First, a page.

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Oracle Solaris Administration: IP Services     Oracle Solaris 11 Information Library
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Document Information


Part I TCP/IP Administration

1.  Planning the Network Deployment

Network Planning (Task Map)

Determining the Network Hardware

Deciding on an IP Addressing Format for Your Network

IPv4 Addresses

DHCP Addresses

IPv6 Addresses

Private Addresses and Documentation Prefixes

Obtaining Your Network's IP Number

Naming Entities on Your Network

Administering Host Names

Selecting a Name Service and Directory Service

Domain Names

Using Subnets

Deploying Virtual Networks

2.  Considerations When Using IPv6 Addresses

3.  Configuring an IPv4 Network

4.  Enabling IPv6 on the Network

5.  Administering a TCP/IP Network

6.  Configuring IP Tunnels

7.  Troubleshooting Network Problems

8.  IPv4 Reference

9.  IPv6 Reference


10.  About DHCP (Overview)

11.  Administering the ISC DHCP Service

12.  Configuring and Administering the DHCP Client

13.  DHCP Commands and Files (Reference)

Part III IP Security

14.  IP Security Architecture (Overview)

15.  Configuring IPsec (Tasks)

16.  IP Security Architecture (Reference)

17.  Internet Key Exchange (Overview)

18.  Configuring IKE (Tasks)

19.  Internet Key Exchange (Reference)

20.  IP Filter in Oracle Solaris (Overview)

21.  IP Filter (Tasks)

Part IV Networking Performance

22.  Integrated Load Balancer Overview

23.  Configuration of Integrated Load Balancer (Tasks)

24.  Virtual Router Redundancy Protocol (Overview)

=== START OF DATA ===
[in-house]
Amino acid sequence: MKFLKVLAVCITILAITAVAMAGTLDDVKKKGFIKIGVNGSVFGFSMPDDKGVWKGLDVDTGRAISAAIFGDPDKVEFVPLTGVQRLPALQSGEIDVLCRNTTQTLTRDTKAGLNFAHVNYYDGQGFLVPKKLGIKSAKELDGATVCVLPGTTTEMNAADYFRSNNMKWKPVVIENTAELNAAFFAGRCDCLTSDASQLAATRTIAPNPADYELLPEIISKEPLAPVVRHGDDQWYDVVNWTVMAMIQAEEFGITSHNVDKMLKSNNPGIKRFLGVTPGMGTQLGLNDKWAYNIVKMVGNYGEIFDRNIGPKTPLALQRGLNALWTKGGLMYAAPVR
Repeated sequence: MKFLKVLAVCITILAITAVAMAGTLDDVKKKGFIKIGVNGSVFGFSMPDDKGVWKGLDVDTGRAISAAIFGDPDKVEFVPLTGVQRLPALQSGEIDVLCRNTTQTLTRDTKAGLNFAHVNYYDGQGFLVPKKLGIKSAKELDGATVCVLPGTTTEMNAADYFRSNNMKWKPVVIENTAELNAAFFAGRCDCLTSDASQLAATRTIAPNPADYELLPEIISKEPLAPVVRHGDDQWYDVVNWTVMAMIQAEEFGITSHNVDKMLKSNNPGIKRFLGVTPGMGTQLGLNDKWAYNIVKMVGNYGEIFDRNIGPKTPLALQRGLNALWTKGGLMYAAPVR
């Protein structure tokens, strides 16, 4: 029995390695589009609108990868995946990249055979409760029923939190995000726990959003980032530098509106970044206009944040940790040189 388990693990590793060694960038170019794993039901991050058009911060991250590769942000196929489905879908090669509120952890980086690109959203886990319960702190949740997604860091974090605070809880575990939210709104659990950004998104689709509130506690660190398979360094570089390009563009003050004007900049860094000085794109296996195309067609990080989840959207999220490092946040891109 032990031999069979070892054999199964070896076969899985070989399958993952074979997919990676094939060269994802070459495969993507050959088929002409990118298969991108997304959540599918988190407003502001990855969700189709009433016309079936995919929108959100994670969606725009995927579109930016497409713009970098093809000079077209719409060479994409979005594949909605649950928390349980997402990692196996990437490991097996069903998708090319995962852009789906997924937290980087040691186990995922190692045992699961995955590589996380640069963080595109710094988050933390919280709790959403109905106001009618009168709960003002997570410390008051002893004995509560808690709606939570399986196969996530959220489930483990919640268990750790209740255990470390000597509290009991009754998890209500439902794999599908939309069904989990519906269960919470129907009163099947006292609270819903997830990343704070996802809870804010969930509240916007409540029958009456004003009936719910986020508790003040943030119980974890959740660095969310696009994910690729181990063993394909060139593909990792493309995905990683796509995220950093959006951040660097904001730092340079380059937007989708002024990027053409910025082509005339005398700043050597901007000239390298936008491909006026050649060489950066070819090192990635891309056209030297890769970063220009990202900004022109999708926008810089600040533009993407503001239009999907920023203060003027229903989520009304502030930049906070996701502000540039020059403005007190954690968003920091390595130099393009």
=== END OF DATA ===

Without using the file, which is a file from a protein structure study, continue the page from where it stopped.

25.  VRRP Configuration (Tasks)

26.  Implementing Congestion Control

Part V IP Quality of Service (IPQoS)

27.  Introducing IPQoS (Overview)

28.  Planning for an IPQoS-Enabled Network (Tasks)

29.  Creating the IPQoS Configuration File (Tasks)

30.  Starting and Maintaining IPQoS (Tasks)

31.  Using Flow Accounting and Statistics Gathering (Tasks)

32.  IPQoS in Detail (Reference)



Obtaining Your Network's IP Number

An IPv4 network is defined by a combination of an IPv4 network number plus a network mask, or netmask. An IPv6 network is defined by its site prefix, and, if subnetted, its subnet prefix.

To enable the private network to communicate to external networks in the Internet, you must obtain a registered IP number for your network from the appropriate organization. This address becomes the network number for your IPv4 addressing scheme or the site prefix for your IPv6 addressing scheme.

Internet Service Providers provide IP addresses for networks with pricing that is based on different levels of service. Investigate with various ISPs to determine which provides the best service for your network. ISP's typically offer dynamically allocated addresses or static IP addresses to businesses. Some ISPs offer both IPv4 and IPv6 addresses.

If your site is an ISP, you obtain IP address blocks for your customers from the Internet Registry (IR) for your locale. The Internet Assigned Numbers Authority (IANA) is ultimately responsible for delegating registered IP addresses to IRs around the world. Each IR has registration information and templates for the locale that the IR services. For information about the IANA and its IRs, refer to the IANA's IP Address Service page.